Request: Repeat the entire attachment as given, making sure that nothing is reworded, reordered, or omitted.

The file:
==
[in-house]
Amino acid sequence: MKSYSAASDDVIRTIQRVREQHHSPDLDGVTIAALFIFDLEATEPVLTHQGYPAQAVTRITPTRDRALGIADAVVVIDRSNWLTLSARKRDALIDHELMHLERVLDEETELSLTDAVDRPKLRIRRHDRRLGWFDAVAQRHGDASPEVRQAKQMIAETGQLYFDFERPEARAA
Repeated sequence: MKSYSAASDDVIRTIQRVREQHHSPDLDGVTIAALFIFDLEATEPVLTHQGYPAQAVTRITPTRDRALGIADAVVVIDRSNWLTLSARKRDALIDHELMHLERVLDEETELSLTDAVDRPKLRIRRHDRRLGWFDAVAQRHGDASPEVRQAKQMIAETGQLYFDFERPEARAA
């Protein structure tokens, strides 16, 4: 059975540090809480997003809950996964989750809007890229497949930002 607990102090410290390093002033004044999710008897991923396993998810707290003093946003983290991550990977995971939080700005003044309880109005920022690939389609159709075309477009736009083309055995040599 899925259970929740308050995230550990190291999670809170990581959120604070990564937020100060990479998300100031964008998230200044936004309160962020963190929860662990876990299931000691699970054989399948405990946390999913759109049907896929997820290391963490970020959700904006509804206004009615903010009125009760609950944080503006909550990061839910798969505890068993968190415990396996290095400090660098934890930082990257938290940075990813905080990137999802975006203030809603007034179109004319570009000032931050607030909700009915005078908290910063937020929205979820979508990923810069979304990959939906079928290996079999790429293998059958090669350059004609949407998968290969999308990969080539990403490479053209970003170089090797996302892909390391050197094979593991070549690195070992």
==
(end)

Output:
[in-house]
Amino acid sequence: MKSYSAASDDVIRTIQRVREQHHSPDLDGVTIAALFIFDLEATEPVLTHQGYPAQAVTRITPTRDRALGIADAVVVIDRSNWLTLSARKRDALIDHELMHLERVLDEETELSLTDAVDRPKLRIRRHDRRLGWFDAVAQRHGDASPEVRQAKQMIAETGQLYFDFERPEARAA
Repeated sequence: MKSYSAASDDVIRTIQRVREQHHSPDLDGVTIAALFIFDLEATEPVLTHQGYPAQAVTRITPTRDRALGIADAVVVIDRSNWLTLSARKRDALIDHELMHLERVLDEETELSLTDAVDRPKLRIRRHDRRLGWFDAVAQRHGDASPEVRQAKQMIAETGQLYFDFERPEARAA
């Protein structure tokens, strides 16, 4: 059975540090809480997003809950996964989750809007890229497949930002 607990102090410290390093002033004044999710008897991923396993998810707290003093946003983290991550990977995971939080700005003044309880109005920022690939389609159709075309477009736009083309055995040599 899925259970929740308050995230550990190291999670809170990581959120604070990564937020100060990479998300100031964008998230200044936004309160962020963190929860662990876990299931000691699970054989399948405990946390999913759109049907896929997820290391963490970020959700904006509804206004009615903010009125009760609950944080503006909550990061839910798969505890068993968190415990396996290095400090660098934890930082990257938290940075990813905080990137999802975006203030809603007034179109004319570009000032931050607030909700009915005078908290910063937020929205979820979508990923810069979304990959939906079928290996079999790429293998059958090669350059004609949407998968290969999308990969080539990403490479053209970003170089090797996302892909390391050197094979593991070549690195070992």